My plane landed perfectly on time at the airport in Lima. Luckily mine was the first plane to arrive at the gate that night as most international flights arrive late night and it’s suddenly chaos at customs and luggage retrieval just after a few flights have landed. It took me about 20 minutes to pass customs and retrieve my heavy duty backpack. Once out of the gates I noticed, in the mass of taxi drivers holding a sign, a man holding a tablet with my name on it. I walked to him and we greeted each other in Spanish. I asked him if he spoke English and after getting a negative answer I thought “Here we go, time to brush up my Spanish.” After nearly two hours of waiting for my friend Lindsey (and discussing all sort of things with the driver, including politics, in what was my first real conversation in Spanish) I was starting to worry that she had not made the flight as she was flying stand-by, but her smiley face made it through the gates and she explained that her plane, regardless of being on time, landed after all the others and therefore it took a long time to pass customs and the luggage carousel. The three of us headed to the taxi with destination our hostel in Miraflores, a nice area of Lima by the sea. Lindsey and I had met nearly randomly just a few weeks before and we still didn’t know if we were a good travel match. I had told a friend that I was going to Peru and her words to me after “Nice to meet you” were “Can I come?” I said “Sure” thinking that she might be joking until I received a text message a week later saying “This is Lindsey, I was serious about Peru” and now she was sitting next to me, in a cab in South America.
We were greeted by the very nice hostel owners and after checking in our quaint but clean room we tried to fall asleep, by now it was nearly 2am. Sleep didn’t happen until 4am but we were already up at 8 to start our discovery of Peru’s capital.
We decided to have a mellow day and after a quick breakfast walked around the shoreline of Miraflores, stopping at parks to take photos and checking out the neighborhood. Walking took us to a shopping center on the edge of a cliff overlooking the Pacific Ocean and we sat at a restaurant where we could taste some local cuisine. We found our plates to be very flavorful, I especially liked the “anticuchos de corazon,” pieces of beef heart roasted in a skewer, which reminded me of something similar from Sardinia. We sat at the shopping center for a while watching the paragliders fly by the cliffs and offering rides to tourists and then strolled some more around the streets. On my flight to Lima I was sitting next to a man from the city who gave me many recommendations about places to see, what and where to eat and even the address of a car rental company. We visited the car rental and asked to speak to the lady whom I was referred to, who turned out to be the owner. She welcomed us into her office and after sitting down we explained that we were planning to visit Arequipa in the south of Peru and Cuzco. Since rental was around $500 with a drop-off in a city other than Lima we expected her to try and convince us to rent a car instead she was adamant on the fact that in Peru people drive dangerously and we should instead take a bus to our destinations. She even made phone calls to the most prominent bus companies to check schedule and prices and we finally decided that exploring the country by bus was the best way for us to see places and meet people. Little did we know of what was waiting ahead…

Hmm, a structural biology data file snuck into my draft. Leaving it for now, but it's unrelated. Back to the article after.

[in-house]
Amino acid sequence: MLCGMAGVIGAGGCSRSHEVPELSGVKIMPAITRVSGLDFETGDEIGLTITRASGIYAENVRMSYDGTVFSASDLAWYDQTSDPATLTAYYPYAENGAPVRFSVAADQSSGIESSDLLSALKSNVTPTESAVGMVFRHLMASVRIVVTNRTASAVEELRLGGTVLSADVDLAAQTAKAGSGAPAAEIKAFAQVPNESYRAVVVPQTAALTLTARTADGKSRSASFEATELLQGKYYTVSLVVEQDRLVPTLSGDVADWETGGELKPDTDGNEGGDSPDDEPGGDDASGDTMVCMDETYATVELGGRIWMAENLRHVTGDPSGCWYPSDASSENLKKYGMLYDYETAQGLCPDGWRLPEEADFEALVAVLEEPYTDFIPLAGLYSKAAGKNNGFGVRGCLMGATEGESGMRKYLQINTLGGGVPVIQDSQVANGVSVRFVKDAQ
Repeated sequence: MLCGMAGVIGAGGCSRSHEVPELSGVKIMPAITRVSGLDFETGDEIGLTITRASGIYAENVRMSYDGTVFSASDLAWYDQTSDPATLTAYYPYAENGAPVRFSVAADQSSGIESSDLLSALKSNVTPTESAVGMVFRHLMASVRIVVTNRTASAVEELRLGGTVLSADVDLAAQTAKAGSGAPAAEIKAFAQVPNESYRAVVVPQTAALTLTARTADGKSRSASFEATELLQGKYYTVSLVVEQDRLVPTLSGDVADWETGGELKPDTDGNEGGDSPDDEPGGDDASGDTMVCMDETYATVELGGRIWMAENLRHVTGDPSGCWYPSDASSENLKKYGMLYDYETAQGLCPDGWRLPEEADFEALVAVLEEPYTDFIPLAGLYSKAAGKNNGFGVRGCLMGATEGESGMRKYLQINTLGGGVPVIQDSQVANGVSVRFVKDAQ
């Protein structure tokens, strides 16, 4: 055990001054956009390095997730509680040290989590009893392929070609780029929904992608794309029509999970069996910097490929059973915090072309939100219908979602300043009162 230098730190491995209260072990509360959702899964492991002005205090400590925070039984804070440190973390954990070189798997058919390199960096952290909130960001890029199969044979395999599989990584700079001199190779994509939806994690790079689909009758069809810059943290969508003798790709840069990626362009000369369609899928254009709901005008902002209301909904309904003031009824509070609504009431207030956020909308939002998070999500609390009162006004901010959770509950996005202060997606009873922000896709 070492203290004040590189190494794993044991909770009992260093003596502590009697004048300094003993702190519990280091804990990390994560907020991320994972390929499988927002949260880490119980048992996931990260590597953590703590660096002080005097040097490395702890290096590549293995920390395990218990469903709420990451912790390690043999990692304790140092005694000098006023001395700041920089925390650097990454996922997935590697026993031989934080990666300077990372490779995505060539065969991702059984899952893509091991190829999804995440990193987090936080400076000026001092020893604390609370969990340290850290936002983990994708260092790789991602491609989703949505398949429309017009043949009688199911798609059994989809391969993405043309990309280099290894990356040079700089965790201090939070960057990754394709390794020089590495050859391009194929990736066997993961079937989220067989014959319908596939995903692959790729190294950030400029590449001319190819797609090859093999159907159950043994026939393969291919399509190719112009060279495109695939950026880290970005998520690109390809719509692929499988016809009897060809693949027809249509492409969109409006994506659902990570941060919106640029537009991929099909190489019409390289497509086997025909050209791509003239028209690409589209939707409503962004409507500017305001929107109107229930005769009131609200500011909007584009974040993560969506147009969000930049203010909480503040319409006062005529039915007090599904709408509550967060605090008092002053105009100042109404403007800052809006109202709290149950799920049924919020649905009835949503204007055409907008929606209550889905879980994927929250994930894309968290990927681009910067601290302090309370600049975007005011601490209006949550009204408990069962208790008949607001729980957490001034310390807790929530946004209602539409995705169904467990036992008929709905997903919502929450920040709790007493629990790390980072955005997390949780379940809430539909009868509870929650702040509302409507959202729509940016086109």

Around sunset time we headed back to our hostel in Miraflores where Pedro, one of the owners made us a welcoming Pisco Sour, the local concoction made with Pisco, a peruvian liquor, egg white and lime. Delicious. The perfect way to end a perfect day.